Thursday, February 13, 2014

Three little letters, that mean so much.


Did three letters (aside from something as obvious as SEX) ever hold so much promise?

Why then have publishers turned it into something that is almost reviled among anyone with a brain?  Don't the developers realize just how much people hate being nickel and dimed to death?  No, they don't?  Apparently not.

With a few exceptions (and I'll get to them shortly) DLC is no longer holding up to what it could be, what it should be, and it's all about the almighty dollar.  So many companies today are selling you product that they have already sold you, while others are selling you what SHOULD have been included with your original purchase, and it absolutely kills me to see how many people buy these things.

When I initially heard about the idea of DLC for games, I was actually pretty stoked.  I was playing a lot of wrestling games and I could imagine how many more storylines could be so easily added to existing games to make them more valuable for a longer time.  Of course, I'm thinking like a gamer, and not like a finance major.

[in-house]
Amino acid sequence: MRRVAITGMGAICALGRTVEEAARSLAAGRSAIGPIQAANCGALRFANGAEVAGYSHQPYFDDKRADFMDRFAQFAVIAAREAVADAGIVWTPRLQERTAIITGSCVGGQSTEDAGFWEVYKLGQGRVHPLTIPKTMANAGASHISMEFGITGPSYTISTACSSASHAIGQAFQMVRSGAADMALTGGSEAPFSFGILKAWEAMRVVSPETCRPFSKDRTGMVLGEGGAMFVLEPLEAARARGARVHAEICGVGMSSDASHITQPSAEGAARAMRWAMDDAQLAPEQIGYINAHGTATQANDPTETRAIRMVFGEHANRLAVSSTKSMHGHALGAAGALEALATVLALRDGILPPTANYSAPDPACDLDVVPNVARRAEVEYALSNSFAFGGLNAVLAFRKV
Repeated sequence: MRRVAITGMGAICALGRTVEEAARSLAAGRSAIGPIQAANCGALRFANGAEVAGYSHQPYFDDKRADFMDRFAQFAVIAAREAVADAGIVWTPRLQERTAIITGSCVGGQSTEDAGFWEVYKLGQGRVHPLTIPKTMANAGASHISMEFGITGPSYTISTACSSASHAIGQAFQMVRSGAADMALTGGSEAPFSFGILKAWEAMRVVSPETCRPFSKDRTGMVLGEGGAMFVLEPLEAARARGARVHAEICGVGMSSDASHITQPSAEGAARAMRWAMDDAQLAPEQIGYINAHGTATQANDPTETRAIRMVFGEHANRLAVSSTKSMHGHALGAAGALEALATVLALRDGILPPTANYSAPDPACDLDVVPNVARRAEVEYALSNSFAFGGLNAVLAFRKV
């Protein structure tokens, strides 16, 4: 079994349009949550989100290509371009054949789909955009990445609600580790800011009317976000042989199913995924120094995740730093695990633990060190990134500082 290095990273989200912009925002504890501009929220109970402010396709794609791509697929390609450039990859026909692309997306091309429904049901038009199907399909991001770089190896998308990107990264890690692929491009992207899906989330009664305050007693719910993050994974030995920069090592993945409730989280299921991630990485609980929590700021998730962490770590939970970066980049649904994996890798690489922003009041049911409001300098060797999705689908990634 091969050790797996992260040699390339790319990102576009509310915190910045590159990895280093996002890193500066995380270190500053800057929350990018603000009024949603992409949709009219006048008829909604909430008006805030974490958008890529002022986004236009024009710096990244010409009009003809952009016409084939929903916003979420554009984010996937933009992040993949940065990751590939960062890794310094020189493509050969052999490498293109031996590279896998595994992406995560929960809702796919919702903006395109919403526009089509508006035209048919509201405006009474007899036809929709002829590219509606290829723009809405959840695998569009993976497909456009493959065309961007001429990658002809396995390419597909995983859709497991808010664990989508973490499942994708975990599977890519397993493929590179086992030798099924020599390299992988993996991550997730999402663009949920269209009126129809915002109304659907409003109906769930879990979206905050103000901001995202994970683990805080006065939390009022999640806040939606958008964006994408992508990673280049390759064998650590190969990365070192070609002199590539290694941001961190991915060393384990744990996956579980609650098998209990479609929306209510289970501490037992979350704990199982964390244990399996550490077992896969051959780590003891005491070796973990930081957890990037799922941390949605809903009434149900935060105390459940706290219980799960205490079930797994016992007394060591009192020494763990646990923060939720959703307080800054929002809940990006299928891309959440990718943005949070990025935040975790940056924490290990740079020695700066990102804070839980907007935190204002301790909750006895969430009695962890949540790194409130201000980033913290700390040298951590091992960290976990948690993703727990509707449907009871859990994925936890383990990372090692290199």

DLC basically represents what you should have gotten with your initial purchase, but that the developers know you will pay to add.  Everything from characters and color palettes for fighting games to unlocking content that is already on the disc you've purchased, is available for DLC, for a price of course.

The exceptions to this rule (the Shadowbroker mission for Mass Effect 2 jumps immediately to mind) are the ones that are starting to stand out, because they actually ARE using DLC for what it was intended: a way to make good games better and some games great.  Valve is notorious for offering free DLC for their games - when others charge for the same thing - whereas Capcom wants to make me pay for characters in the Street Fighter X Tekken game that should have been included.

At the end of the day, I think DLC will get to where I was hoping it would be initially - but I think we're in for a long painful wait - and as long as some of the customers perpetuate the behavior by purchasing the content, it'll be even longer.

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